About Tom

Tom Tresser

Tom Tresser is a civic educator, community organizer and public defender. He has woven innovation, creativity, grassroots democratic practice and education into a wide range of public programs and enterprises over the past 40 years. Contact Tom: tom at tresser dot com.

In 2007 he designed and produced training programs for the provincial government of Saskatchewan on how to use the arts and creativity for local economic development. He was director of cultural development at Peoples Housing, in north Rogers Park, Chicago, where he created a community arts program that blended the arts, education and micro-enterprise. Tom has acted in some 40 shows and produced over 100 plays, special events, festivals and community programs. He was an arts activist, having organized support for pro-arts candidates and developed a cultural policy think tank at Roosevelt University in the early 1990’s, where he taught “Arts & Public Policy.” Tom was elected to the Abraham Lincoln Elementary School’s Local School Council and served from 2004 to 2006. He was a co-founder of Protect Our Parks, a neighborhood campaign that stopped the privatization of public space in Chicago. He was a lead organizer for No Games Chicago, an all-volunteer grassroots effort that opposed Chicago’s 2016 Olympic bid. He has taught workshops on “The Politics of Creativity – A Call To Service”for arts service organizations in six states.

He has taught a number of classes on art, creativity and civic engagement for Loyola University, School of the Art Institute, the Illinois Institute of Technology, and DePaul University. Tom also consults with arts organizations on strategic planning, audience development and peer-to-peer marketing. Tom has published a web-based project, “America Needs You!” – about the need for artists to get involved in politics. Tom was the  Green Party candidate for the position of President of the Board of Commissioners of Cook County in November 2010 election. Tom teaches “Got Creativity? Strategies & Tools for the Next Economy” and “How To Be A Social Change Agent” (IIT Stuart School of Business), “Introduction to the Creative Economy” (online for Project Polymath), a114 Aberdeen-croppednd “Acting Up – Using Theater & Technology for Social Change” (online for DePaul University’s School for New Learning). Tom also teaches for the online Certificate in Nonprofit Management Program for the University of Illinois at Chicago. In 2013 with Benjamin Sugar Tom co-founded a  co-working space for activists and educators to collaborate on enhancing civic engagement initiatives – The CivicLab. The Lab was  located at 114 N. Aberdeen Street in the West Loop.The CivicLab operated for two years and brought hundreds of people together for civic work!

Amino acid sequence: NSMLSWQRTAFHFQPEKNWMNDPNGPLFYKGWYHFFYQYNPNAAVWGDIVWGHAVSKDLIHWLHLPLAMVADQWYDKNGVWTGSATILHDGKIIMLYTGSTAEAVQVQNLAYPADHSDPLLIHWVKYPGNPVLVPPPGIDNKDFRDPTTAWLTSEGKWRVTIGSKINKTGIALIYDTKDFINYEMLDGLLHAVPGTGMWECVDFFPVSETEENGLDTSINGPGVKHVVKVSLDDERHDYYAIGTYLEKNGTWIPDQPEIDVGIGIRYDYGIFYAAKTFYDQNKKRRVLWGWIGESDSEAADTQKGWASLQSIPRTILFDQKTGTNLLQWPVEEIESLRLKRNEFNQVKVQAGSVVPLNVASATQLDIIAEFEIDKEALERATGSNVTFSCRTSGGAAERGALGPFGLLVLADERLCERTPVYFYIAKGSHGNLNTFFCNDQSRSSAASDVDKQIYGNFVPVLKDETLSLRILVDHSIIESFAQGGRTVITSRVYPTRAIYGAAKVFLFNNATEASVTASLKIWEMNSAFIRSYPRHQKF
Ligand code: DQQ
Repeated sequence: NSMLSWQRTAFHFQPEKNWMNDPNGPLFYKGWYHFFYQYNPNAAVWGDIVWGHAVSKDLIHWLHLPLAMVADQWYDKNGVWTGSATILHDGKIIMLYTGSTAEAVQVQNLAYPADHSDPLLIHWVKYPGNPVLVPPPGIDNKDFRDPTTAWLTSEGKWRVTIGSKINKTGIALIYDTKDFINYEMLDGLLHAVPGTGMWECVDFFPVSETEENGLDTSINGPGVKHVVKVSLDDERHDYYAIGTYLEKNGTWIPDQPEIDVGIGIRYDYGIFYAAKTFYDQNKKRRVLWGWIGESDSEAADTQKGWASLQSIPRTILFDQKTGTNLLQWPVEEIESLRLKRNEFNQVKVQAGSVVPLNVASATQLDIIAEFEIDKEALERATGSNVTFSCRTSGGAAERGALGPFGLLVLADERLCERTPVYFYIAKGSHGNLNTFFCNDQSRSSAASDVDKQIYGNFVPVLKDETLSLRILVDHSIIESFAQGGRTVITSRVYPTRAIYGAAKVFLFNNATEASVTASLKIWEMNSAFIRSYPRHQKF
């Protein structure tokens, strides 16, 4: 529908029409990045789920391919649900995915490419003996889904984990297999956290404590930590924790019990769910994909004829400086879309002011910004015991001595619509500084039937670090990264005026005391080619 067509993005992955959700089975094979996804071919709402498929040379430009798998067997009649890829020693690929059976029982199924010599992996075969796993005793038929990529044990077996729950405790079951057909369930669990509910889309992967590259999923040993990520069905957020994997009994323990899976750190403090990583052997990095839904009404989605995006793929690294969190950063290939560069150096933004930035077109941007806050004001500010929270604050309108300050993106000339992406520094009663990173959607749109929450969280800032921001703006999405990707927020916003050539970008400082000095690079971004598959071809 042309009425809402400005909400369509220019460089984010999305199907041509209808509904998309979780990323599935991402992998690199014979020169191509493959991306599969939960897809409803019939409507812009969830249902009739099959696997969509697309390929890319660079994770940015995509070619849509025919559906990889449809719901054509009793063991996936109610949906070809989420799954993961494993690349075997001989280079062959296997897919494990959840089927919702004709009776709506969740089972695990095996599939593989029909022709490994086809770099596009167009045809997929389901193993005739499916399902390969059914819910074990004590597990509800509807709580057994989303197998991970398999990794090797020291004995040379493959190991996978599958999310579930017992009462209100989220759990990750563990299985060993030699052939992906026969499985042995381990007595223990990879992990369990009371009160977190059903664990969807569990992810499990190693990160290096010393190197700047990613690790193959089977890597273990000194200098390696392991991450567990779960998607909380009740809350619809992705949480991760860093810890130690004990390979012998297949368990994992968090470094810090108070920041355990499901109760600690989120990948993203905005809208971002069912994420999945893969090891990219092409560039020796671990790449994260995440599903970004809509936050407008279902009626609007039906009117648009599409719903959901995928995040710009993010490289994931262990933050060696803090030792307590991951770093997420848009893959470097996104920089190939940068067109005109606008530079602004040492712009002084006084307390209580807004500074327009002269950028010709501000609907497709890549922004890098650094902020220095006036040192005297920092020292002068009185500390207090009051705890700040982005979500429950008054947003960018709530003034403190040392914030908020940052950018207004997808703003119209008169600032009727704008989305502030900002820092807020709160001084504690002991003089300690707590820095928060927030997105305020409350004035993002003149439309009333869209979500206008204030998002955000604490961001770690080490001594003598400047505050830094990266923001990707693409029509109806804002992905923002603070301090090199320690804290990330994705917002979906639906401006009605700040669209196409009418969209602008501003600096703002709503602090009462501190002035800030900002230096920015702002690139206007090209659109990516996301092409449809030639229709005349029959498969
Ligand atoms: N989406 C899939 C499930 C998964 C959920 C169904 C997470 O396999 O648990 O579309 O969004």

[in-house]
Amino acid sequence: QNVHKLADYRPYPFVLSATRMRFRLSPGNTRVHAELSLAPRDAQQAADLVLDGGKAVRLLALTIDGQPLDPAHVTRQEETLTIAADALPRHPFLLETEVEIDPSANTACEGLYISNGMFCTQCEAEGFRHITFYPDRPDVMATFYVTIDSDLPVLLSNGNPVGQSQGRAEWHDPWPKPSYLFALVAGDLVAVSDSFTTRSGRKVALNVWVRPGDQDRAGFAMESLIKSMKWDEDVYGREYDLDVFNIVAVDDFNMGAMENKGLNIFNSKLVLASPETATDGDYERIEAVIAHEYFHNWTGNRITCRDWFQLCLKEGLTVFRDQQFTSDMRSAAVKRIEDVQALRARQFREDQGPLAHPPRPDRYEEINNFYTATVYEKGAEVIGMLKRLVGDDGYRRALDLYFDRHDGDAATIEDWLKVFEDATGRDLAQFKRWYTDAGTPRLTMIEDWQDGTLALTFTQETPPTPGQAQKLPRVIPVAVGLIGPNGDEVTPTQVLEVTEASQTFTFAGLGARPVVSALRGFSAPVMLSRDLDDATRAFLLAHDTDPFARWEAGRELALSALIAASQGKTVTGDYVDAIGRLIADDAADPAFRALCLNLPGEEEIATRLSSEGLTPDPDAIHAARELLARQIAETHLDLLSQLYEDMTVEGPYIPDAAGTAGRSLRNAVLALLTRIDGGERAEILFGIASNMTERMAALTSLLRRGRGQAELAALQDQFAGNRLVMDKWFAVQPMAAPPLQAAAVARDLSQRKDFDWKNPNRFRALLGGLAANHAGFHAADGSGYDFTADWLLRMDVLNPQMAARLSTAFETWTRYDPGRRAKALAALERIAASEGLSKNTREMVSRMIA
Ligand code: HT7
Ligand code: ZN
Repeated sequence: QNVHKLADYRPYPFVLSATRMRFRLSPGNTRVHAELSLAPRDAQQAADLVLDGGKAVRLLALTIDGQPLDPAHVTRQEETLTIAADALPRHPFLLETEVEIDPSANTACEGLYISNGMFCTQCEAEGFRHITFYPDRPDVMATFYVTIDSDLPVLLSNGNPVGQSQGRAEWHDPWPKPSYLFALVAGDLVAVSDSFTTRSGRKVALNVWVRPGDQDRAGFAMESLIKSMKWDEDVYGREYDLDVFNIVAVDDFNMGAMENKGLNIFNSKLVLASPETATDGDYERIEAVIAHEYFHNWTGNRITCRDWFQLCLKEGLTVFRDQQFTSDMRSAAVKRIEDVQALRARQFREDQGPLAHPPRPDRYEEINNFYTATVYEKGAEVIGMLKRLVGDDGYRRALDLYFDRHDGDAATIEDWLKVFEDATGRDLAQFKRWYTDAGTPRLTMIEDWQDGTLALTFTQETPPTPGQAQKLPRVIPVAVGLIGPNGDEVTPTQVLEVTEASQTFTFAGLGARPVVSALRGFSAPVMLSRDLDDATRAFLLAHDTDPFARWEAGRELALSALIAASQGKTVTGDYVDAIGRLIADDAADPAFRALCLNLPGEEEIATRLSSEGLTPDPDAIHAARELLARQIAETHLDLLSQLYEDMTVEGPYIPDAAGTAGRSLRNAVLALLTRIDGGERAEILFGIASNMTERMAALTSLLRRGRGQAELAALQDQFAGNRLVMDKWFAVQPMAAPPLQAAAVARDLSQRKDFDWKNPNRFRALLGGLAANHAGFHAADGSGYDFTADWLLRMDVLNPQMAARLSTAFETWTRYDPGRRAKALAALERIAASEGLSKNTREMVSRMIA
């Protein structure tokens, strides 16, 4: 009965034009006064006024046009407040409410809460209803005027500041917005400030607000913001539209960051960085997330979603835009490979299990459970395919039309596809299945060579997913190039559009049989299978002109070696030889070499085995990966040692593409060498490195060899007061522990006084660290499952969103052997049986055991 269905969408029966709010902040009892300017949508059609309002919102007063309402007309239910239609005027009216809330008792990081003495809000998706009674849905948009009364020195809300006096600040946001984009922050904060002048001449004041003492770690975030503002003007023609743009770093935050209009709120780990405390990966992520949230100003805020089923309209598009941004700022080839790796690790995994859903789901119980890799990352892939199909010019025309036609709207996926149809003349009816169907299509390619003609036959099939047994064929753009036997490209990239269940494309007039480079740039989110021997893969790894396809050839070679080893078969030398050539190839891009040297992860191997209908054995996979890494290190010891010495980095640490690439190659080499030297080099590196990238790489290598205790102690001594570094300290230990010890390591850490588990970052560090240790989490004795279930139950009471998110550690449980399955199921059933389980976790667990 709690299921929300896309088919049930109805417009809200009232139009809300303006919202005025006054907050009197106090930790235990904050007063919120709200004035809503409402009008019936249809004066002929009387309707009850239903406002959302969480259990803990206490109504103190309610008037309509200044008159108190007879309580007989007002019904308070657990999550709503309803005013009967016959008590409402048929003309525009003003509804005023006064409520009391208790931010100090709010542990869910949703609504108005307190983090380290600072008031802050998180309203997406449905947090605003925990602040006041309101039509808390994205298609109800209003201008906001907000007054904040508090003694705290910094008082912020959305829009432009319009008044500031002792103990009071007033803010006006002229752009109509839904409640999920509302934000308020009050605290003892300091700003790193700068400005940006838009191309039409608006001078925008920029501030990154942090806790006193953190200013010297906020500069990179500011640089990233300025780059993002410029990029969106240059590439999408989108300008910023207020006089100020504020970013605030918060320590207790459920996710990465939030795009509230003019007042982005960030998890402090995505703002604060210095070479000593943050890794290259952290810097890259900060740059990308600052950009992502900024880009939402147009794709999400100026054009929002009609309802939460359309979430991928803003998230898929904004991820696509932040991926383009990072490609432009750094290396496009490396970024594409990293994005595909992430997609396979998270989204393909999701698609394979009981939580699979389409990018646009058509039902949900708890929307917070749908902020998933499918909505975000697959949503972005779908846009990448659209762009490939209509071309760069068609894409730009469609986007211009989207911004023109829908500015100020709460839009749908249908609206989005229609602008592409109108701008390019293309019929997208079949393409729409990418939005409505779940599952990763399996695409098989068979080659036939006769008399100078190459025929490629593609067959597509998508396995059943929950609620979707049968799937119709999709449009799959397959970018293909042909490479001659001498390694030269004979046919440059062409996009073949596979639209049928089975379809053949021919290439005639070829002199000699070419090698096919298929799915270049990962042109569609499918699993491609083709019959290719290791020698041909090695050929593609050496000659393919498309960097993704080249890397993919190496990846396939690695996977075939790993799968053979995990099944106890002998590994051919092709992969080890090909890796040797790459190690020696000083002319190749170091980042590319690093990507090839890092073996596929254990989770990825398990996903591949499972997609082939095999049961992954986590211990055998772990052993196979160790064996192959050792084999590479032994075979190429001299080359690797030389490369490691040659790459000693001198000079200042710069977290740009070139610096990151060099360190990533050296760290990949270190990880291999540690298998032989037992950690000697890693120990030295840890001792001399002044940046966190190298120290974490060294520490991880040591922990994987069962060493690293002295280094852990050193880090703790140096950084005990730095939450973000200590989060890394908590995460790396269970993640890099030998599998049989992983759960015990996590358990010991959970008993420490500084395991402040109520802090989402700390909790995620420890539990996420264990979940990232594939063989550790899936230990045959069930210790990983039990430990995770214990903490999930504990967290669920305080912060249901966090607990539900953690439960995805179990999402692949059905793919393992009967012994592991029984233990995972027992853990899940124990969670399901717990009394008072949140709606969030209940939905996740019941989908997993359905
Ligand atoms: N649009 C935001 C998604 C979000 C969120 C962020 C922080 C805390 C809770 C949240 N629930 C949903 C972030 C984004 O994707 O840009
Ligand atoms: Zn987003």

He is the lead organizer for the TIF Illumination Project.Since February of 2013 he has presented at 45 public meetings in front of some 4,600 people.

He is the editor and organizer for a new civic education project – a book called “Chicago is Not Broke. Funding the City We Deserve.”

Chicago Is Not Broke+skyline
In 2014 Tom was named a Purpose Prize Fellow by the Encore Foundation. He was named a “Best of Chicago 2015” for his public work by NewCity Magazine.

In 2015 Tom taught a new class on community organizing for Roosevelt University. He continues to teach “Civics 101” for the awesome tech and leadership training organization i c stars. Tom developed and is teaching a new online class on nonprofit advocacy for Adler University’s Nonprofit Management Master’s Degree Program.

Tom was on “Chicago Newsroom” with Ken Davis on April 7, 2016. This 46 minute interview covers No Games Chicago, the TIF Illumination Project and the “Chicago Is Not Broke” Book Project.

Listen to this wide-ranging interview with Tom from July of 2014 where he discusses his background in the arts, the connections between creativity and democracy and the details behind the establishment of the CivicLab and the TIF Illumination Project.
ADMCI screen-Tresser

Tom’s blogs:


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